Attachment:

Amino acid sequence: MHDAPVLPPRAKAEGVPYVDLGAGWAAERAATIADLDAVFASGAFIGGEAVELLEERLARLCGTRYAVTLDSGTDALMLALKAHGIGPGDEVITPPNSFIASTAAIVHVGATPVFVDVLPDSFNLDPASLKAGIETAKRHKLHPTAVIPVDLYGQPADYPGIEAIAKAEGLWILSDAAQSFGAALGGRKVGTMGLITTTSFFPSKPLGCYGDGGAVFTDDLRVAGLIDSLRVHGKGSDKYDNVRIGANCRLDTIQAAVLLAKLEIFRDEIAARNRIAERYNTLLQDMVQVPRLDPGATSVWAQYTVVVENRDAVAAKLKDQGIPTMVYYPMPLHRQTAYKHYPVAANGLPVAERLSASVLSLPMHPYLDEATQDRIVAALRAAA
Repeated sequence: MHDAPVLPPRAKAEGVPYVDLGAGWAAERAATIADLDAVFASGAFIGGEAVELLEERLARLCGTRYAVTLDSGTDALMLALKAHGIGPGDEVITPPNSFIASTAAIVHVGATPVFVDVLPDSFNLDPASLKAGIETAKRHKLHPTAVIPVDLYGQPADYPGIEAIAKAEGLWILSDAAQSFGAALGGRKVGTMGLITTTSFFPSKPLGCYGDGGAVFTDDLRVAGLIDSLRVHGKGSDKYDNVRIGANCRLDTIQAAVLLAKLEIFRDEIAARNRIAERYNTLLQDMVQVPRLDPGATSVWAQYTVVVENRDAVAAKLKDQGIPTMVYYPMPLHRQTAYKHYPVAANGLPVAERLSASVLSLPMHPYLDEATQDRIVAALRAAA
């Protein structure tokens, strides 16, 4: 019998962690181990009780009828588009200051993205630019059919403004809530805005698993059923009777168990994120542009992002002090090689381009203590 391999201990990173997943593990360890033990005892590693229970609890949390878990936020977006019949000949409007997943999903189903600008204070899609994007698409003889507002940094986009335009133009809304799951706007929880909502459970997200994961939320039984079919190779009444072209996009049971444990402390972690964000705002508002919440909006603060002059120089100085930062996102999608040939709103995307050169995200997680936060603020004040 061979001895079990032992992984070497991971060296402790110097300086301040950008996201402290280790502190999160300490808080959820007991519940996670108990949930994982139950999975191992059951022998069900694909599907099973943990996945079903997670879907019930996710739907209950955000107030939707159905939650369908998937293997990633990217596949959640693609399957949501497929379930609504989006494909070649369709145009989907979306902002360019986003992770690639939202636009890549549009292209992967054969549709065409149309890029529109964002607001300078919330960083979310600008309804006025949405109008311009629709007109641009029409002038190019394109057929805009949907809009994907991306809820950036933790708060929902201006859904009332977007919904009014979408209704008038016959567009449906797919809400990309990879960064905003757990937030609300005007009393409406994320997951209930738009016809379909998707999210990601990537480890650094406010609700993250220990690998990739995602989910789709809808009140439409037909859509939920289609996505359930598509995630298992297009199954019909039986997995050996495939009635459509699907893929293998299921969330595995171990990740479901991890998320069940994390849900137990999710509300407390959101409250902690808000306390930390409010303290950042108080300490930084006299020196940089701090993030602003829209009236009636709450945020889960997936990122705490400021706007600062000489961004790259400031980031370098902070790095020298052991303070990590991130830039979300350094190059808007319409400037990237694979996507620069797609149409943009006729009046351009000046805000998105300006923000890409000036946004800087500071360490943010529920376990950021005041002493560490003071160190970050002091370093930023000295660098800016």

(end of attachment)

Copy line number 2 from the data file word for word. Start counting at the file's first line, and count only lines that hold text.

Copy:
Repeated sequence: MHDAPVLPPRAKAEGVPYVDLGAGWAAERAATIADLDAVFASGAFIGGEAVELLEERLARLCGTRYAVTLDSGTDALMLALKAHGIGPGDEVITPPNSFIASTAAIVHVGATPVFVDVLPDSFNLDPASLKAGIETAKRHKLHPTAVIPVDLYGQPADYPGIEAIAKAEGLWILSDAAQSFGAALGGRKVGTMGLITTTSFFPSKPLGCYGDGGAVFTDDLRVAGLIDSLRVHGKGSDKYDNVRIGANCRLDTIQAAVLLAKLEIFRDEIAARNRIAERYNTLLQDMVQVPRLDPGATSVWAQYTVVVENRDAVAAKLKDQGIPTMVYYPMPLHRQTAYKHYPVAANGLPVAERLSASVLSLPMHPYLDEATQDRIVAALRAAA